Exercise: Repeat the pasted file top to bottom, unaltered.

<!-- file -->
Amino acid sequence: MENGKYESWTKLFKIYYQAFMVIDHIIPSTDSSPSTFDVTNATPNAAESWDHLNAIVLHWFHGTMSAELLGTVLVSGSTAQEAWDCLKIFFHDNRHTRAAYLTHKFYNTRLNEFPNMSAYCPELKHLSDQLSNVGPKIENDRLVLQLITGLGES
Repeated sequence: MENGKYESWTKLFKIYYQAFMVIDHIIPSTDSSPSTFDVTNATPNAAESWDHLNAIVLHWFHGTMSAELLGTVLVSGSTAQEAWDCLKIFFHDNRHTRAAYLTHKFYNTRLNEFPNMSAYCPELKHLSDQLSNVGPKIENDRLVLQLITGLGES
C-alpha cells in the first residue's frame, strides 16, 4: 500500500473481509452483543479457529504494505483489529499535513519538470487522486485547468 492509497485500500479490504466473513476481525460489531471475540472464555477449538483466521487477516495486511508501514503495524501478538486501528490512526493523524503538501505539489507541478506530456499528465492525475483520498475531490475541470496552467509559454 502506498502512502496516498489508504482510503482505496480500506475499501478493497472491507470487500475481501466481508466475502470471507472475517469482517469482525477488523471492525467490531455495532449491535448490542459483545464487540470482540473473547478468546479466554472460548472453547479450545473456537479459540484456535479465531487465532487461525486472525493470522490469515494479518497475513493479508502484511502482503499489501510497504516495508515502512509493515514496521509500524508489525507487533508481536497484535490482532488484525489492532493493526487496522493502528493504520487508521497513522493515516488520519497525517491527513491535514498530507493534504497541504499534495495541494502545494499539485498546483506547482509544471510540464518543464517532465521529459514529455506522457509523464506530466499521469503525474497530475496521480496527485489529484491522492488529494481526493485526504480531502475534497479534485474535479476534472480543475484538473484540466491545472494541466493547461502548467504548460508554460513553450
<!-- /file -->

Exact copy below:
Amino acid sequence: MENGKYESWTKLFKIYYQAFMVIDHIIPSTDSSPSTFDVTNATPNAAESWDHLNAIVLHWFHGTMSAELLGTVLVSGSTAQEAWDCLKIFFHDNRHTRAAYLTHKFYNTRLNEFPNMSAYCPELKHLSDQLSNVGPKIENDRLVLQLITGLGES
Repeated sequence: MENGKYESWTKLFKIYYQAFMVIDHIIPSTDSSPSTFDVTNATPNAAESWDHLNAIVLHWFHGTMSAELLGTVLVSGSTAQEAWDCLKIFFHDNRHTRAAYLTHKFYNTRLNEFPNMSAYCPELKHLSDQLSNVGPKIENDRLVLQLITGLGES
C-alpha cells in the first residue's frame, strides 16, 4: 500500500473481509452483543479457529504494505483489529499535513519538470487522486485547468 492509497485500500479490504466473513476481525460489531471475540472464555477449538483466521487477516495486511508501514503495524501478538486501528490512526493523524503538501505539489507541478506530456499528465492525475483520498475531490475541470496552467509559454 502506498502512502496516498489508504482510503482505496480500506475499501478493497472491507470487500475481501466481508466475502470471507472475517469482517469482525477488523471492525467490531455495532449491535448490542459483545464487540470482540473473547478468546479466554472460548472453547479450545473456537479459540484456535479465531487465532487461525486472525493470522490469515494479518497475513493479508502484511502482503499489501510497504516495508515502512509493515514496521509500524508489525507487533508481536497484535490482532488484525489492532493493526487496522493502528493504520487508521497513522493515516488520519497525517491527513491535514498530507493534504497541504499534495495541494502545494499539485498546483506547482509544471510540464518543464517532465521529459514529455506522457509523464506530466499521469503525474497530475496521480496527485489529484491522492488529494481526493485526504480531502475534497479534485474535479476534472480543475484538473484540466491545472494541466493547461502548467504548460508554460513553450